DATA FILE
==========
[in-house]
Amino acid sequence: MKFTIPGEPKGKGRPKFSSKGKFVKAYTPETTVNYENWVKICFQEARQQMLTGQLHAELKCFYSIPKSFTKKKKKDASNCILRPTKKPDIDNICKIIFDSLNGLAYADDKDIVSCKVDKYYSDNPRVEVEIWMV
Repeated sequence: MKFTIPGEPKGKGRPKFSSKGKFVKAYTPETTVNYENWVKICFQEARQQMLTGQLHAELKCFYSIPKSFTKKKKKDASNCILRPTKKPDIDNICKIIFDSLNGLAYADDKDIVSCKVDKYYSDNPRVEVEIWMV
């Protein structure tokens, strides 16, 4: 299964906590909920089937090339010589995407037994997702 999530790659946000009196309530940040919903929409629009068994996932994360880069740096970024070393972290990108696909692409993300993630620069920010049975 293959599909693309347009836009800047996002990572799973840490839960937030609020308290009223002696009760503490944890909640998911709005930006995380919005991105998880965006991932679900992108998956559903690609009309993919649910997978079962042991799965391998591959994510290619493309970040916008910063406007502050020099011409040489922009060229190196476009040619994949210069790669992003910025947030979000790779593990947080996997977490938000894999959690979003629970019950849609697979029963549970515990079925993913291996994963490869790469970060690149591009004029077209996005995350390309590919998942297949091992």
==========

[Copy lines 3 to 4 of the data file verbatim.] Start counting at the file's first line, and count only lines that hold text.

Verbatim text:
Repeated sequence: MKFTIPGEPKGKGRPKFSSKGKFVKAYTPETTVNYENWVKICFQEARQQMLTGQLHAELKCFYSIPKSFTKKKKKDASNCILRPTKKPDIDNICKIIFDSLNGLAYADDKDIVSCKVDKYYSDNPRVEVEIWMV
């Protein structure tokens, strides 16, 4: 299964906590909920089937090339010589995407037994997702 999530790659946000009196309530940040919903929409629009068994996932994360880069740096970024070393972290990108696909692409993300993630620069920010049975 293959599909693309347009836009800047996002990572799973840490839960937030609020308290009223002696009760503490944890909640998911709005930006995380919005991105998880965006991932679900992108998956559903690609009309993919649910997978079962042991799965391998591959994510290619493309970040916008910063406007502050020099011409040489922009060229190196476009040619994949210069790669992003910025947030979000790779593990947080996997977490938000894999959690979003629970019950849609697979029963549970515990079925993913291996994963490869790469970060690149591009004029077209996005995350390309590919998942297949091992």